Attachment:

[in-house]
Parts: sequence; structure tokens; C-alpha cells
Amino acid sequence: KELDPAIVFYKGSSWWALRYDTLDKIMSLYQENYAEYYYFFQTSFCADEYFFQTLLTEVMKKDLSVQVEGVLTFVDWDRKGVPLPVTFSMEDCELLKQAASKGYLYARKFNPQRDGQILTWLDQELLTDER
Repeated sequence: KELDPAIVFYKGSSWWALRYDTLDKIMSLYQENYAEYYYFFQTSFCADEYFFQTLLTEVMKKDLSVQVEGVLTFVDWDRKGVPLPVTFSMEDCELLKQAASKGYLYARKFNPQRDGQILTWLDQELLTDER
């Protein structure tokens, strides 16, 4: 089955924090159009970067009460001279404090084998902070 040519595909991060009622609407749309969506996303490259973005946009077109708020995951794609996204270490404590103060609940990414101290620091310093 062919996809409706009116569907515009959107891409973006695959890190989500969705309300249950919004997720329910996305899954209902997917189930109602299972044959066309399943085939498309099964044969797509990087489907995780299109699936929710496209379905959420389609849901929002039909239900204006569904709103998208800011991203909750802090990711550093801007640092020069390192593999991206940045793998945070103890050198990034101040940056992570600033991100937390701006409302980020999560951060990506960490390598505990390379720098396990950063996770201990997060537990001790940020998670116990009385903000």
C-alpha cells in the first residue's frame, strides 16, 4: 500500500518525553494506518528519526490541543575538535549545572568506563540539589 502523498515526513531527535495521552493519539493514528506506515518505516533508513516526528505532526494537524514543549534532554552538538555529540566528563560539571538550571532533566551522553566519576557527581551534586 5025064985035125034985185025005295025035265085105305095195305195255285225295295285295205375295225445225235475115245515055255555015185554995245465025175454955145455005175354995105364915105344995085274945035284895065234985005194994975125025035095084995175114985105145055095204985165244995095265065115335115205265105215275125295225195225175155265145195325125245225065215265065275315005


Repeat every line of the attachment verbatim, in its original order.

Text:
[in-house]
Parts: sequence; structure tokens; C-alpha cells
Amino acid sequence: KELDPAIVFYKGSSWWALRYDTLDKIMSLYQENYAEYYYFFQTSFCADEYFFQTLLTEVMKKDLSVQVEGVLTFVDWDRKGVPLPVTFSMEDCELLKQAASKGYLYARKFNPQRDGQILTWLDQELLTDER
Repeated sequence: KELDPAIVFYKGSSWWALRYDTLDKIMSLYQENYAEYYYFFQTSFCADEYFFQTLLTEVMKKDLSVQVEGVLTFVDWDRKGVPLPVTFSMEDCELLKQAASKGYLYARKFNPQRDGQILTWLDQELLTDER
């Protein structure tokens, strides 16, 4: 089955924090159009970067009460001279404090084998902070 040519595909991060009622609407749309969506996303490259973005946009077109708020995951794609996204270490404590103060609940990414101290620091310093 062919996809409706009116569907515009959107891409973006695959890190989500969705309300249950919004997720329910996305899954209902997917189930109602299972044959066309399943085939498309099964044969797509990087489907995780299109699936929710496209379905959420389609849901929002039909239900204006569904709103998208800011991203909750802090990711550093801007640092020069390192593999991206940045793998945070103890050198990034101040940056992570600033991100937390701006409302980020999560951060990506960490390598505990390379720098396990950063996770201990997060537990001790940020998670116990009385903000």
C-alpha cells in the first residue's frame, strides 16, 4: 500500500518525553494506518528519526490541543575538535549545572568506563540539589 502523498515526513531527535495521552493519539493514528506506515518505516533508513516526528505532526494537524514543549534532554552538538555529540566528563560539571538550571532533566551522553566519576557527581551534586 5025064985035125034985185025005295025035265085105305095195305195255285225295295285295205375295225445225235475115245515055255555015185554995245465025175454955145455005175354995105364915105344995085274945035284895065234985005194994975125025035095084995175114985105145055095204985165244995095265065115335115205265105215275125295225195225175155265145195325125245225065215265065275315005